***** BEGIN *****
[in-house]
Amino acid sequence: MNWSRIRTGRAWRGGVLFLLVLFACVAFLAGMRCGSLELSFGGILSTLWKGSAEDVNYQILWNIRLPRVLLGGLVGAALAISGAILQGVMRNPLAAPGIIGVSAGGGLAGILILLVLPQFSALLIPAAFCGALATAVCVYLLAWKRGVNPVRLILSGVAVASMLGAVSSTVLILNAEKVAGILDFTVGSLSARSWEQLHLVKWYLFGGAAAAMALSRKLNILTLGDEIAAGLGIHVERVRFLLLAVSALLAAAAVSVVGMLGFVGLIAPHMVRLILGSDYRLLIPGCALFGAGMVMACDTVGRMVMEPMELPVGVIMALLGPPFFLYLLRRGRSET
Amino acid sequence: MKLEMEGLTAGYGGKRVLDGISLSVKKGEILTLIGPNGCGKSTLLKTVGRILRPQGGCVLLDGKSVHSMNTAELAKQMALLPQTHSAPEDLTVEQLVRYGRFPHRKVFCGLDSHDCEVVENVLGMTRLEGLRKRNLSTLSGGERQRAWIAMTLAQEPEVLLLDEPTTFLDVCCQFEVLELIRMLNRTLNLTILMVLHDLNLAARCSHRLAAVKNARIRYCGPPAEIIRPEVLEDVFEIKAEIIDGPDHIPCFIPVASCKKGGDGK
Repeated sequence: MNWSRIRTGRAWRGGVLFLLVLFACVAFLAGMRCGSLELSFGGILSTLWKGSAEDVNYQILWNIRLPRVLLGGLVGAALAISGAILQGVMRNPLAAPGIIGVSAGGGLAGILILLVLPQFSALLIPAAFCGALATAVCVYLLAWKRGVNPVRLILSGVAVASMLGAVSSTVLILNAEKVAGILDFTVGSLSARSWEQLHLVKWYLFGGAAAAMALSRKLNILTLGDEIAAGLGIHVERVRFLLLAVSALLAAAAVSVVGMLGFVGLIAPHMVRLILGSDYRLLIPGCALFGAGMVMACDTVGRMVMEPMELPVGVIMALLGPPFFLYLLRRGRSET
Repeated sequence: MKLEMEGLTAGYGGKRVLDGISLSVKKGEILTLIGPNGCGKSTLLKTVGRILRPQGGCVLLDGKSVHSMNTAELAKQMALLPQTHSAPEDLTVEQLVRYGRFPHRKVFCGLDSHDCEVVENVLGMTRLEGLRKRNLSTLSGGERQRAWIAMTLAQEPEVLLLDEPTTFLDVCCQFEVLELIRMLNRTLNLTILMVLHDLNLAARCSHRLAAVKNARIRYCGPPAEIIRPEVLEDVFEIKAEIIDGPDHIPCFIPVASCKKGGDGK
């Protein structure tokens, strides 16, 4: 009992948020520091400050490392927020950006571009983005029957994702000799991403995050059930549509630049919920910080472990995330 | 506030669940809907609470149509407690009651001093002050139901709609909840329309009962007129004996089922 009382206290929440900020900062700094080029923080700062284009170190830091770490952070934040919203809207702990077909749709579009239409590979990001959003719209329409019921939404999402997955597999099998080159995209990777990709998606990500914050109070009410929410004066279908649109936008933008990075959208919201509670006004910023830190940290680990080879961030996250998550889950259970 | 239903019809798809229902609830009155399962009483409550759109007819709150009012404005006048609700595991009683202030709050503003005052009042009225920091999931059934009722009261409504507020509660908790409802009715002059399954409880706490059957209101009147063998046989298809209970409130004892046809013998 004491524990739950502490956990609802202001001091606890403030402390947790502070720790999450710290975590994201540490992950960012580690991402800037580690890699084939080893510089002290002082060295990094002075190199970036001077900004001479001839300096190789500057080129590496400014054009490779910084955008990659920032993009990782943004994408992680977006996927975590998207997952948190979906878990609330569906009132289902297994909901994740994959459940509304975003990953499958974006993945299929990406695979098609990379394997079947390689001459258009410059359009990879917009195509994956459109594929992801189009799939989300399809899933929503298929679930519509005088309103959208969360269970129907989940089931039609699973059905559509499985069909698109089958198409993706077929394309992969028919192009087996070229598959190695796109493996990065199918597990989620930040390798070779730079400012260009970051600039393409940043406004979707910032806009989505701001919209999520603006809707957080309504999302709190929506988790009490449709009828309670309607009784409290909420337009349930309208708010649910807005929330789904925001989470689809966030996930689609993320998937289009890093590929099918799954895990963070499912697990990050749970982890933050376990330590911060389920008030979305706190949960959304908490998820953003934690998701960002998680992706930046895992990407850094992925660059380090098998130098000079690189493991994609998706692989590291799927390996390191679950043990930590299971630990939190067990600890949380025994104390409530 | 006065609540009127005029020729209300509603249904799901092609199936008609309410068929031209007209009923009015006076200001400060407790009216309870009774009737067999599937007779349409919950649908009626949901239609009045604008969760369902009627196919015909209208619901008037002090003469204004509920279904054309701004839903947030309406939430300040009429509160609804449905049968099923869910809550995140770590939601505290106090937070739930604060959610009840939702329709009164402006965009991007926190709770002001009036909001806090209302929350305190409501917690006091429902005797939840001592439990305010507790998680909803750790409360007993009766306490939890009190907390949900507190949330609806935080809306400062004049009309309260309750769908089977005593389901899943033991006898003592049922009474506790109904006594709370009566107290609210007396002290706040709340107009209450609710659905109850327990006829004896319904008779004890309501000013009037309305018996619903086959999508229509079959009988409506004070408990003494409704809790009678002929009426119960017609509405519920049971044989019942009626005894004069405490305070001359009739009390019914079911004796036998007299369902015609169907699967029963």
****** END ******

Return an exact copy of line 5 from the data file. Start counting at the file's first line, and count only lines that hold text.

Repeated sequence: MKLEMEGLTAGYGGKRVLDGISLSVKKGEILTLIGPNGCGKSTLLKTVGRILRPQGGCVLLDGKSVHSMNTAELAKQMALLPQTHSAPEDLTVEQLVRYGRFPHRKVFCGLDSHDCEVVENVLGMTRLEGLRKRNLSTLSGGERQRAWIAMTLAQEPEVLLLDEPTTFLDVCCQFEVLELIRMLNRTLNLTILMVLHDLNLAARCSHRLAAVKNARIRYCGPPAEIIRPEVLEDVFEIKAEIIDGPDHIPCFIPVASCKKGGDGK